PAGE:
So You Want to Start a Business, eh?

I suppose there is some truth to the claim that many are growing more confident in the economy (despite the turmoil in the markets). I have seen this in the number of clients asking me to help them with business planning over the past couple of months. As I am writing this, I am currently working with 4 clients who are either starting a brand new business or are significantly expanding their current operations. 

A business plan is not only a step to take to satisfy a banker or investor, it should be used as an investment tool for the potential business owner to fully understand the risk and potential reward of the business model. By forcing one to tediously think through everything from growth rates and capacity to the timing of various costs, a more informed decision can be made as to whether the business is a good investment of time and resources.  

Personally, nothing is as exciting as working through a business plan with a client. First and foremost, these guys and gals are extremely passionate about what they intend to do and are confident in their ability to do it. However, many times this passion and confidence blinds them to the obstacles they may face. When drunk on these ingredients, It's not uncommon for most to jump into the business without having strategically thought through their plan for the business. We have worked with many clients after starting a business who have overpaid on the purchase of a business or who have completely missed big picture issues that can and have eclipsed potential success. 

While it is impossible to predict each and every obstacle, a good business plan helps a potential entrepreneur recognize many unforeseen risks. These risks often stem from misunderstood compliance requirements, unforeseen cash flow pitfalls, inadequate product pricing and inaccurate cost estimation.

There are many tools available to assist you in the development of a business plan, which range from cloud based solutions that walk you through each step (LivePlan) to simple templates you can use in Microsoft Office. Whatever medium you elect to utilize, there's certain components of a solid business plan you want to ensure you do not omit, including the following; 

Vision

Every bit of the planning you perform, all the decisions you make, is in pursuit of the vision you set forth. Without properly thinking through the vision, you cannot possibly answer the questions you will face while planning for your business. It is essential, as it defines your organization from day one. 

Customers

Who are they? How will you find them? How much will they buy? While defining your target market is a basic element of any business plan, you should also consider the various aspects of the product/service your customers love and which you can do away with. This allows you to properly prioritize getting the things they love right first, putting those not-so-necessary features to the side in the beginning.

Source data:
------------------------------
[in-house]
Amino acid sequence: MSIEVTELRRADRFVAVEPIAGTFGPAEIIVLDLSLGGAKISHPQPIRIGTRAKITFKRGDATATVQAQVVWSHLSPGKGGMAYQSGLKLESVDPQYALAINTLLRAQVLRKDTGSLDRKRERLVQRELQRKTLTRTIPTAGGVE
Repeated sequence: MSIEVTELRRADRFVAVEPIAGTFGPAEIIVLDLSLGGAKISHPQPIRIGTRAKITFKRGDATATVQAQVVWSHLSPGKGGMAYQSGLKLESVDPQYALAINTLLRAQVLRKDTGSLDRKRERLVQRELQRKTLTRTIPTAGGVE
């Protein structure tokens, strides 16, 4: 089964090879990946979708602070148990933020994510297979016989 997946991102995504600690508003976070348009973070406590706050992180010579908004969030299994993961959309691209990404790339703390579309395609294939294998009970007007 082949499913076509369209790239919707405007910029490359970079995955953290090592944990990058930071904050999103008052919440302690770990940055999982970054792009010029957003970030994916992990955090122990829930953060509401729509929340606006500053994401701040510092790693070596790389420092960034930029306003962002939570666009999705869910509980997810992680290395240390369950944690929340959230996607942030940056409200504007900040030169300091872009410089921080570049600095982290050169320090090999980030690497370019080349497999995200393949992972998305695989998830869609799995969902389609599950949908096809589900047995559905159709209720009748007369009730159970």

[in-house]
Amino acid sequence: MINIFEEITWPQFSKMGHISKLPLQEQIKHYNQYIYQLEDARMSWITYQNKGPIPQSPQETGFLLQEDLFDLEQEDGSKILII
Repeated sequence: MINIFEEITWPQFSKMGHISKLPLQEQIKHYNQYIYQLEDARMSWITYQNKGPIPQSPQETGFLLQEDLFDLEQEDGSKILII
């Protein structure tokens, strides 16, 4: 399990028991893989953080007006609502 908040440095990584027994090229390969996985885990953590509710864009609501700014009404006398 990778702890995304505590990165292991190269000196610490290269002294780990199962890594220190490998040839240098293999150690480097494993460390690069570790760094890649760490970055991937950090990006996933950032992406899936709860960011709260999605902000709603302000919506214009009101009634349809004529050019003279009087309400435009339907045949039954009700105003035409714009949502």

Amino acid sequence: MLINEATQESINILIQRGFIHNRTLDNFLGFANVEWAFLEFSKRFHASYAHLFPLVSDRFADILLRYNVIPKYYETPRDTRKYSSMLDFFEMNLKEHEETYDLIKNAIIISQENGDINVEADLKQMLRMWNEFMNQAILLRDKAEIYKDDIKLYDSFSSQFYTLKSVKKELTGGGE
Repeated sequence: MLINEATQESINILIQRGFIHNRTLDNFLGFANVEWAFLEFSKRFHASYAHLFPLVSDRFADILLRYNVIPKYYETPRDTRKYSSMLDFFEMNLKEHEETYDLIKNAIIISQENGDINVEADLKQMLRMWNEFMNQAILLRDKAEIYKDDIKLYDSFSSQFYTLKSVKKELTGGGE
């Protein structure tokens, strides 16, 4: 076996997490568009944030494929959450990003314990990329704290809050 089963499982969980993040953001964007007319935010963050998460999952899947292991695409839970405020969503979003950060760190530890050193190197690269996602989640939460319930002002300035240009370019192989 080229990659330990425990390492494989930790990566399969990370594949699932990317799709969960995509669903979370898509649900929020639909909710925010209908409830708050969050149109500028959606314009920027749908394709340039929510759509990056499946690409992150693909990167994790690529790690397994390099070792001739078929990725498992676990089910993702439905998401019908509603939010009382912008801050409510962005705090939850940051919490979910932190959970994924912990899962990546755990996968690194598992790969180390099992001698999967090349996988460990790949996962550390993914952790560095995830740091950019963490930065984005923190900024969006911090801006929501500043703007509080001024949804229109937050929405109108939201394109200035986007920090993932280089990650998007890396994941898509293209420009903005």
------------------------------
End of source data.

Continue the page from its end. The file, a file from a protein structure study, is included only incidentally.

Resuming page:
Pricing

Pricing is an area we could discuss to the point that we would likely fill up half of the internet. It is a crucial element to any and all businesses. Pricing is a strategic decision that directly correlates to marketing strategy. It is a comprehensive element of your brand's identity, one that is just as important as your logo, name, website, etc., because at the end of the day, it's what really tells your customer what you're about. 

Detailed Cost Assumptions

No matter how or where you set your prices, a detailed estimation of costs to be incurred should be developed. Of course, this helps to identify the amount of capital needed to fund the entity. But it also tests the adequacy of your pricing by yielding the expected gross margin. 

Cost assumptions do not only include expected amounts, but an estimation of when those amounts will be expended. The old saying that cash is king is accurate and if you cannot sustain the costs of operating before that big break hits, you want to know it now, not later. 

Don't Forget About Taxes - Amazingly enough, many project huge profits but fails to consider the taxes that must be paid. The slightly more savvy may catch the fact that ordinary income taxes will need to be paid, but forget other taxes such as self employment, property, and payroll taxes. Whether you work with your CPA or just apply an estimated percentage, be sure not to forget this important element of small business ownership. 

 

I know there are many other crucial aspects to planning a business that I've omitted here. However, we will hit on some of those in other posts. 

Starting a business is exciting, fulfilling and occasionally terrifying. Embrace it. 

Good luck!